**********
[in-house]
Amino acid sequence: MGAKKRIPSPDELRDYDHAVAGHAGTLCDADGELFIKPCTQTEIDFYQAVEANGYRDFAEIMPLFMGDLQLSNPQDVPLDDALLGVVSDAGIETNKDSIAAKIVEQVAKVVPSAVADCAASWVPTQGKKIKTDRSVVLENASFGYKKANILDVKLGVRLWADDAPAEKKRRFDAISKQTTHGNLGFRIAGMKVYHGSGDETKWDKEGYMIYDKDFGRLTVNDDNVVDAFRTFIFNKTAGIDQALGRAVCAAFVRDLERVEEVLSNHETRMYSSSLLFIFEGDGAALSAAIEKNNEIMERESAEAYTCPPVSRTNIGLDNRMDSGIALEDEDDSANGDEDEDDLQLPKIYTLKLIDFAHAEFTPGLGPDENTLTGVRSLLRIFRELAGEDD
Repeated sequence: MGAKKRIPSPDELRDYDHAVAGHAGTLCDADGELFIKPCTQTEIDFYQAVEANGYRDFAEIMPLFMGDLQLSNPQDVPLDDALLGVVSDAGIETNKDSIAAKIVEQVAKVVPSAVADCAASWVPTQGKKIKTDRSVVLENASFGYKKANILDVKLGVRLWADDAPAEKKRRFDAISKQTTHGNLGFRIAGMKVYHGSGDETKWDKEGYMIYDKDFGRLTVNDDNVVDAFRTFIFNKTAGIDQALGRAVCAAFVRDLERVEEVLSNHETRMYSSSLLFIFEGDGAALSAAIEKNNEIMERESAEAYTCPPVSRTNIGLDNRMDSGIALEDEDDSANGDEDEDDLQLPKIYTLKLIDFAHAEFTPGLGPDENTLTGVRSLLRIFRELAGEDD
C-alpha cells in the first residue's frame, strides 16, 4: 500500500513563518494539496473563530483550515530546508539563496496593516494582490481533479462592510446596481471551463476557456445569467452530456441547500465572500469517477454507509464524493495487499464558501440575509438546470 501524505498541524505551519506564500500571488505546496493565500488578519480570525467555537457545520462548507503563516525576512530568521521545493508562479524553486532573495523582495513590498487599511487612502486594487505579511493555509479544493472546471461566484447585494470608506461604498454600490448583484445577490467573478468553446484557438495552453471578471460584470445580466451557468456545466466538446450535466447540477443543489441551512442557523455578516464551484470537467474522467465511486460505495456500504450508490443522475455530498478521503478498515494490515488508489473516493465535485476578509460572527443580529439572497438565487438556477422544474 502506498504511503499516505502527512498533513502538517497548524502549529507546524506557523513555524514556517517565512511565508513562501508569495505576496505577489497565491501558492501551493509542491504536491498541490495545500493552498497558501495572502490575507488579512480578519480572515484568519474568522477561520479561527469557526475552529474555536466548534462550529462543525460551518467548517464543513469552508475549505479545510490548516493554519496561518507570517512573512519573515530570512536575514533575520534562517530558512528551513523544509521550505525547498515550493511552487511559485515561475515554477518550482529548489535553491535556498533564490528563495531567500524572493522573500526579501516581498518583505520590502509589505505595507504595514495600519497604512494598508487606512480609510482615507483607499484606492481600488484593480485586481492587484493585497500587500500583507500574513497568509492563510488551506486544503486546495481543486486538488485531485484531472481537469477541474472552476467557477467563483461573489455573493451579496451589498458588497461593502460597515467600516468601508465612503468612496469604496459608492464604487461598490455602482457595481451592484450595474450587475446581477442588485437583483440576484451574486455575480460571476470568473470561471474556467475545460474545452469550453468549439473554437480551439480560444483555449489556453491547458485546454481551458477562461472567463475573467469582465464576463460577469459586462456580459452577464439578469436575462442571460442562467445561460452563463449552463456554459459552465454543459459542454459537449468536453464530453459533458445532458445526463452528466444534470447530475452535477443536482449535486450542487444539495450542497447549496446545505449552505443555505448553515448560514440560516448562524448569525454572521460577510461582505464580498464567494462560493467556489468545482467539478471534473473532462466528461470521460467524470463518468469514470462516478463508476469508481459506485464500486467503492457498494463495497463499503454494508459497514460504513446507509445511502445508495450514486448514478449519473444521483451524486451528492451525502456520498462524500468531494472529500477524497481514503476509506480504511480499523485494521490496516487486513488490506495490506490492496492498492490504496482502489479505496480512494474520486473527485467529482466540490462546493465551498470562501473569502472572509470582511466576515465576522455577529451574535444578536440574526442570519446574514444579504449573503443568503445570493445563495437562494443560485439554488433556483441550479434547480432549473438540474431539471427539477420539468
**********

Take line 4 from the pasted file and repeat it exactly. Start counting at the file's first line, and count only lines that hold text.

C-alpha cells in the first residue's frame, strides 16, 4: 500500500513563518494539496473563530483550515530546508539563496496593516494582490481533479462592510446596481471551463476557456445569467452530456441547500465572500469517477454507509464524493495487499464558501440575509438546470 501524505498541524505551519506564500500571488505546496493565500488578519480570525467555537457545520462548507503563516525576512530568521521545493508562479524553486532573495523582495513590498487599511487612502486594487505579511493555509479544493472546471461566484447585494470608506461604498454600490448583484445577490467573478468553446484557438495552453471578471460584470445580466451557468456545466466538446450535466447540477443543489441551512442557523455578516464551484470537467474522467465511486460505495456500504450508490443522475455530498478521503478498515494490515488508489473516493465535485476578509460572527443580529439572497438565487438556477422544474 502506498504511503499516505502527512498533513502538517497548524502549529507546524506557523513555524514556517517565512511565508513562501508569495505576496505577489497565491501558492501551493509542491504536491498541490495545500493552498497558501495572502490575507488579512480578519480572515484568519474568522477561520479561527469557526475552529474555536466548534462550529462543525460551518467548517464543513469552508475549505479545510490548516493554519496561518507570517512573512519573515530570512536575514533575520534562517530558512528551513523544509521550505525547498515550493511552487511559485515561475515554477518550482529548489535553491535556498533564490528563495531567500524572493522573500526579501516581498518583505520590502509589505505595507504595514495600519497604512494598508487606512480609510482615507483607499484606492481600488484593480485586481492587484493585497500587500500583507500574513497568509492563510488551506486544503486546495481543486486538488485531485484531472481537469477541474472552476467557477467563483461573489455573493451579496451589498458588497461593502460597515467600516468601508465612503468612496469604496459608492464604487461598490455602482457595481451592484450595474450587475446581477442588485437583483440576484451574486455575480460571476470568473470561471474556467475545460474545452469550453468549439473554437480551439480560444483555449489556453491547458485546454481551458477562461472567463475573467469582465464576463460577469459586462456580459452577464439578469436575462442571460442562467445561460452563463449552463456554459459552465454543459459542454459537449468536453464530453459533458445532458445526463452528466444534470447530475452535477443536482449535486450542487444539495450542497447549496446545505449552505443555505448553515448560514440560516448562524448569525454572521460577510461582505464580498464567494462560493467556489468545482467539478471534473473532462466528461470521460467524470463518468469514470462516478463508476469508481459506485464500486467503492457498494463495497463499503454494508459497514460504513446507509445511502445508495450514486448514478449519473444521483451524486451528492451525502456520498462524500468531494472529500477524497481514503476509506480504511480499523485494521490496516487486513488490506495490506490492496492498492490504496482502489479505496480512494474520486473527485467529482466540490462546493465551498470562501473569502472572509470582511466576515465576522455577529451574535444578536440574526442570519446574514444579504449573503443568503445570493445563495437562494443560485439554488433556483441550479434547480432549473438540474431539471427539477420539468